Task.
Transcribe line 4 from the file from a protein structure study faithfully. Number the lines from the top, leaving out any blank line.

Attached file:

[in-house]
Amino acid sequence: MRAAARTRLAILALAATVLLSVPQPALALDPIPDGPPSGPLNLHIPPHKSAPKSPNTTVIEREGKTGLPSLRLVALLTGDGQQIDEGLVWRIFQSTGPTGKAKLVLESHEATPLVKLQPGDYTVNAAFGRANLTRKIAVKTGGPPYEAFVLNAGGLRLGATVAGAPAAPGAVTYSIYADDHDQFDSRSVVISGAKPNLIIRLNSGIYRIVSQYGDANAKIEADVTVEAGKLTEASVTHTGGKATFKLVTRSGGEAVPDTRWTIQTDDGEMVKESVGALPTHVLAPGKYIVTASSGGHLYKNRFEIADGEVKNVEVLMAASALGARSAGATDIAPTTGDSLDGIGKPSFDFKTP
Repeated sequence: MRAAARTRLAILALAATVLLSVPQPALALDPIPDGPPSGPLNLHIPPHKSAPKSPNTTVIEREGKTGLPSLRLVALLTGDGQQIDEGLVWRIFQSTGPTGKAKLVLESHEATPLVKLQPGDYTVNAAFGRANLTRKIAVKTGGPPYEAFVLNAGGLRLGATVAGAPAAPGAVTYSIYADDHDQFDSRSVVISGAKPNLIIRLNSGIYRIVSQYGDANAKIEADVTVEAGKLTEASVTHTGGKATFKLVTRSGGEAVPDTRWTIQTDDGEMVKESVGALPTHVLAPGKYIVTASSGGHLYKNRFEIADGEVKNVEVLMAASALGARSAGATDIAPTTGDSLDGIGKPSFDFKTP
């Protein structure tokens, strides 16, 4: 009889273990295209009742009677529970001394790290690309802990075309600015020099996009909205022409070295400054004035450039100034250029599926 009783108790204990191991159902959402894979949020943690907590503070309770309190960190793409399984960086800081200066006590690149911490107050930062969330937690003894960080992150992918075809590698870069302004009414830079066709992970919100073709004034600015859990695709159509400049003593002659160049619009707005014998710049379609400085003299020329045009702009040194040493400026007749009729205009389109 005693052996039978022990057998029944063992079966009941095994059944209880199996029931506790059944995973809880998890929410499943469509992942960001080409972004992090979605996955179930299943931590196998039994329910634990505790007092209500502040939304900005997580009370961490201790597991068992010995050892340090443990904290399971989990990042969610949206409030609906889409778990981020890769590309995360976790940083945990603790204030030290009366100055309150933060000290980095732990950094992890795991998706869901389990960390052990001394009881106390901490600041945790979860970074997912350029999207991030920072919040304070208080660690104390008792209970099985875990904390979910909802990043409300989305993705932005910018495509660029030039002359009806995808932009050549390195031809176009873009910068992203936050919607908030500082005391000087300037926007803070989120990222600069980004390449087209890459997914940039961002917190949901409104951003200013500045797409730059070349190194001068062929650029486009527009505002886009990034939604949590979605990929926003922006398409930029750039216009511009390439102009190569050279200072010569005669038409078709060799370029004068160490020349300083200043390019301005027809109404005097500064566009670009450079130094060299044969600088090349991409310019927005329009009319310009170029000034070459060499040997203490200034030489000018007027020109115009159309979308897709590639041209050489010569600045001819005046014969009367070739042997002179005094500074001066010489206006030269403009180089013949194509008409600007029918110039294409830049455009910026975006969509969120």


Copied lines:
């Protein structure tokens, strides 16, 4: 009889273990295209009742009677529970001394790290690309802990075309600015020099996009909205022409070295400054004035450039100034250029599926 009783108790204990191991159902959402894979949020943690907590503070309770309190960190793409399984960086800081200066006590690149911490107050930062969330937690003894960080992150992918075809590698870069302004009414830079066709992970919100073709004034600015859990695709159509400049003593002659160049619009707005014998710049379609400085003299020329045009702009040194040493400026007749009729205009389109 005693052996039978022990057998029944063992079966009941095994059944209880199996029931506790059944995973809880998890929410499943469509992942960001080409972004992090979605996955179930299943931590196998039994329910634990505790007092209500502040939304900005997580009370961490201790597991068992010995050892340090443990904290399971989990990042969610949206409030609906889409778990981020890769590309995360976790940083945990603790204030030290009366100055309150933060000290980095732990950094992890795991998706869901389990960390052990001394009881106390901490600041945790979860970074997912350029999207991030920072919040304070208080660690104390008792209970099985875990904390979910909802990043409300989305993705932005910018495509660029030039002359009806995808932009050549390195031809176009873009910068992203936050919607908030500082005391000087300037926007803070989120990222600069980004390449087209890459997914940039961002917190949901409104951003200013500045797409730059070349190194001068062929650029486009527009505002886009990034939604949590979605990929926003922006398409930029750039216009511009390439102009190569050279200072010569005669038409078709060799370029004068160490020349300083200043390019301005027809109404005097500064566009670009450079130094060299044969600088090349991409310019927005329009009319310009170029000034070459060499040997203490200034030489000018007027020109115009159309979308897709590639041209050489010569600045001819005046014969009367070739042997002179005094500074001066010489206006030269403009180089013949194509008409600007029918110039294409830049455009910026975006969509969120």